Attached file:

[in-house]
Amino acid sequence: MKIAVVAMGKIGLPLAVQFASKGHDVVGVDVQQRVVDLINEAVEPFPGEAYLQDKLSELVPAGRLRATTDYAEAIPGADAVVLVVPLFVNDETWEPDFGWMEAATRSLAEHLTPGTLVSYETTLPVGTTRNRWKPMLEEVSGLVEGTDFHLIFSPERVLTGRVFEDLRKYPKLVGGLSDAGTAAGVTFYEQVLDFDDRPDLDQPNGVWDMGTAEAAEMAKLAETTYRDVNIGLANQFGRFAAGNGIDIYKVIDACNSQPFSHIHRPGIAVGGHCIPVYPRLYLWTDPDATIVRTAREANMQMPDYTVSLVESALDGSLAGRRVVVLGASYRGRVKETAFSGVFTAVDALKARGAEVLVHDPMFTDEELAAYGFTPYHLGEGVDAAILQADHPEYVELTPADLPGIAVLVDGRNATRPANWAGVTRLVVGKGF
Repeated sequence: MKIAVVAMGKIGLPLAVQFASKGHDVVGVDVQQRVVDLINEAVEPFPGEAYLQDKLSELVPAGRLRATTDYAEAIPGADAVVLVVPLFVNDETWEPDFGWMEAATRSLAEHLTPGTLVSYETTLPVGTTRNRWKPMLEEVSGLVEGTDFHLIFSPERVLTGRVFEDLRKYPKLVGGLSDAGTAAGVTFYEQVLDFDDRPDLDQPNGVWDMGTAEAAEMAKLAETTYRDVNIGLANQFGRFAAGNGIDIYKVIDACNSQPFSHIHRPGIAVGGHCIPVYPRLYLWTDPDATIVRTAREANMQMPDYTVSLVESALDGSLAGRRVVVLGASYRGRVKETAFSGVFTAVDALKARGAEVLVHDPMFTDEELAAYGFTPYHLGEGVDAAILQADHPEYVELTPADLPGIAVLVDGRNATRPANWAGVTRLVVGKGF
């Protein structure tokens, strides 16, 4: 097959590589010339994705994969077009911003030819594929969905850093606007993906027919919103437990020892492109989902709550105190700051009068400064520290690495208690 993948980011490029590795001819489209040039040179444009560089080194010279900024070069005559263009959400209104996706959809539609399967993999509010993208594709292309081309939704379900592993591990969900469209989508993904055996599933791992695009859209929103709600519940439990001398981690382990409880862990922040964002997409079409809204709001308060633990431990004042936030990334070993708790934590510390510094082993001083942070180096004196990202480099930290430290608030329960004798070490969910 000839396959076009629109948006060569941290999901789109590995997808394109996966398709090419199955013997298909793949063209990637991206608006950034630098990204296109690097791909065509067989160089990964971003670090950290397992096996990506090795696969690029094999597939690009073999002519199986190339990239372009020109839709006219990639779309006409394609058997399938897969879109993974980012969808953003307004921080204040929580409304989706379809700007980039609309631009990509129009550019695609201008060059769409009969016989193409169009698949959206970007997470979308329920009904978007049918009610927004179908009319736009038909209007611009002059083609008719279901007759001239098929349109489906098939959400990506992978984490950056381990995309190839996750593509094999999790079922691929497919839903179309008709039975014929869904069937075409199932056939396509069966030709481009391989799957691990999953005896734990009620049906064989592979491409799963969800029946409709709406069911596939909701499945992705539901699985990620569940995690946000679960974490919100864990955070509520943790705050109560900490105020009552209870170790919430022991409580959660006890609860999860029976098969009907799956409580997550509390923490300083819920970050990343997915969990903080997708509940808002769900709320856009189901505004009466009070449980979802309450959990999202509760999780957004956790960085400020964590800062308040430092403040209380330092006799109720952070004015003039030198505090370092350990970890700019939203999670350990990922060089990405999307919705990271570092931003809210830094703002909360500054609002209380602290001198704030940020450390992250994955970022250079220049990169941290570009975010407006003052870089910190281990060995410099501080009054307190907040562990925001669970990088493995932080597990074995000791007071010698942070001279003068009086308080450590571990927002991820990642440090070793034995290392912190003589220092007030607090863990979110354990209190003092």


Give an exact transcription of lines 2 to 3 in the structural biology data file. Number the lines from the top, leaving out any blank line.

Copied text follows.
Amino acid sequence: MKIAVVAMGKIGLPLAVQFASKGHDVVGVDVQQRVVDLINEAVEPFPGEAYLQDKLSELVPAGRLRATTDYAEAIPGADAVVLVVPLFVNDETWEPDFGWMEAATRSLAEHLTPGTLVSYETTLPVGTTRNRWKPMLEEVSGLVEGTDFHLIFSPERVLTGRVFEDLRKYPKLVGGLSDAGTAAGVTFYEQVLDFDDRPDLDQPNGVWDMGTAEAAEMAKLAETTYRDVNIGLANQFGRFAAGNGIDIYKVIDACNSQPFSHIHRPGIAVGGHCIPVYPRLYLWTDPDATIVRTAREANMQMPDYTVSLVESALDGSLAGRRVVVLGASYRGRVKETAFSGVFTAVDALKARGAEVLVHDPMFTDEELAAYGFTPYHLGEGVDAAILQADHPEYVELTPADLPGIAVLVDGRNATRPANWAGVTRLVVGKGF
Repeated sequence: MKIAVVAMGKIGLPLAVQFASKGHDVVGVDVQQRVVDLINEAVEPFPGEAYLQDKLSELVPAGRLRATTDYAEAIPGADAVVLVVPLFVNDETWEPDFGWMEAATRSLAEHLTPGTLVSYETTLPVGTTRNRWKPMLEEVSGLVEGTDFHLIFSPERVLTGRVFEDLRKYPKLVGGLSDAGTAAGVTFYEQVLDFDDRPDLDQPNGVWDMGTAEAAEMAKLAETTYRDVNIGLANQFGRFAAGNGIDIYKVIDACNSQPFSHIHRPGIAVGGHCIPVYPRLYLWTDPDATIVRTAREANMQMPDYTVSLVESALDGSLAGRRVVVLGASYRGRVKETAFSGVFTAVDALKARGAEVLVHDPMFTDEELAAYGFTPYHLGEGVDAAILQADHPEYVELTPADLPGIAVLVDGRNATRPANWAGVTRLVVGKGF